According to a new study, using antidepressants in combination with ECT may be a more effective way of treating severe depression. This combination therapy is also believed to bring about lesser memory loss than when using ECT alone.
These findings are believed to be useful in lowering the amount of memory loss, which is noted to be one of the main causes of concern associated with ECT or or electroconvulsive therapy. ECT is a treatment which uses an electrical stimulus to the brain to induce seizures. The electrodes that are attached to the head of the patients deliver the stimulus. During this procedure, these patients are noted to be anesthetized and are also given muscle relaxants. This sort of a treatment is believed to be prescribed for those patients having severe depression, who are catatonic or suicidal; or have not reacted effectively to medications.
However following this treatment, patients may often experience memory loss, which is rectified in a couple of days after the treatment. Therefore the present study was believed to have been conducted with the aim of coming up with a way which could increase the effectiveness of ECT and also lower the amount of memory loss.
Lead investigator, W. Vaughn McCall, M.D., M.S, professor and chairman of the Department of Psychiatry and Behavioral Medicine, says, “Although ECT remains a powerful treatment, there is still a significant proportion of patients that do not respond – recent statistics show a 70 to 80 percent response rate. Even in patients who do respond, there still is a significant risk of relapse. Patients may become ill again with depression within a matter of weeks to a few months after ECT.”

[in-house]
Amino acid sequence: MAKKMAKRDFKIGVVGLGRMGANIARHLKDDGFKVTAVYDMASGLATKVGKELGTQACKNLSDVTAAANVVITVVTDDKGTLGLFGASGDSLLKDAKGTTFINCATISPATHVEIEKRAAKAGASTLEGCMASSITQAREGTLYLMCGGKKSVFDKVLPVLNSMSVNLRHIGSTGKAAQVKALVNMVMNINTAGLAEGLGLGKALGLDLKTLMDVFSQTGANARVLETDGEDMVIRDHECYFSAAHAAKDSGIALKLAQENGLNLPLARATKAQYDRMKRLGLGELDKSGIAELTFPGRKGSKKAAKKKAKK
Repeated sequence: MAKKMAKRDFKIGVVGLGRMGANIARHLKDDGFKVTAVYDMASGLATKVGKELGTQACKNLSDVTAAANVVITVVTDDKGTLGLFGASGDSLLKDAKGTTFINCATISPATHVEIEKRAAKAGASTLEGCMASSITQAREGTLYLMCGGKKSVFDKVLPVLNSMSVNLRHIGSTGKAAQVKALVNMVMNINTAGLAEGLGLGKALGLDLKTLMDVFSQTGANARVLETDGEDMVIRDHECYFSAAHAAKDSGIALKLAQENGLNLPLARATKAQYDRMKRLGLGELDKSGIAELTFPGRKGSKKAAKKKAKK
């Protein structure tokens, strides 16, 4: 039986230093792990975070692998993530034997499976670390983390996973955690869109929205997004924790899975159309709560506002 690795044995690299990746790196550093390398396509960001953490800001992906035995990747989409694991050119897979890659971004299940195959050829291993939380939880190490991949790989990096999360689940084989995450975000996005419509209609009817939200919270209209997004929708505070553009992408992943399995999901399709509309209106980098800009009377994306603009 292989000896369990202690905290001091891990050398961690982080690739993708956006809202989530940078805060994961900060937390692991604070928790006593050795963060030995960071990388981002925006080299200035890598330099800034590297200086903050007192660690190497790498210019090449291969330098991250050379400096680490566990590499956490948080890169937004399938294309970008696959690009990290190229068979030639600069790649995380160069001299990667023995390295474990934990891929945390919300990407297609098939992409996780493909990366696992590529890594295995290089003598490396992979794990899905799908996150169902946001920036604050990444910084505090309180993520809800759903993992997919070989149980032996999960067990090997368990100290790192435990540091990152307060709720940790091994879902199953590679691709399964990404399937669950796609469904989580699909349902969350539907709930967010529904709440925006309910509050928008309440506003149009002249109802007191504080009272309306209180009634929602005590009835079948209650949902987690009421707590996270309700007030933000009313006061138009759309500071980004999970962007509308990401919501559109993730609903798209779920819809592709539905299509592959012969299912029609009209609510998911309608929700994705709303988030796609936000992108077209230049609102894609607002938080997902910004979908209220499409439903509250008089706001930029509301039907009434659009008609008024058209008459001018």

Supposedly, more than 300 patients were assessed for the purpose of the study. These patients either received a placebo or one of these antidepressants – nortriptyline or venlafaxine. Along with this, the patients were also noted to have either received a bilateral form of ECT or the unilateral form of it. After these treatments, the patients were further tested in order to gauge their levels of depression and memory loss. It was allegedly observed that using this combination treatment seemed to benefit the patients more than using ECT alone.
Mc Call exclaims that, “We’ve been doing research for the last 10 years to find a way to make unilateral stimulation work as well as bilateral. We finally did that in this study.”
The efficiency of this combined treatment was apparently tested at various sites, including Wake University School of Medicine, Columbia University in New York, Washington University in St. Louis and the University of Pittsburgh.
Apparently the next step of this study is to assess the long term effects of this treatment.
The study findings have been presented in the issue of the Archives of General Psychiatry.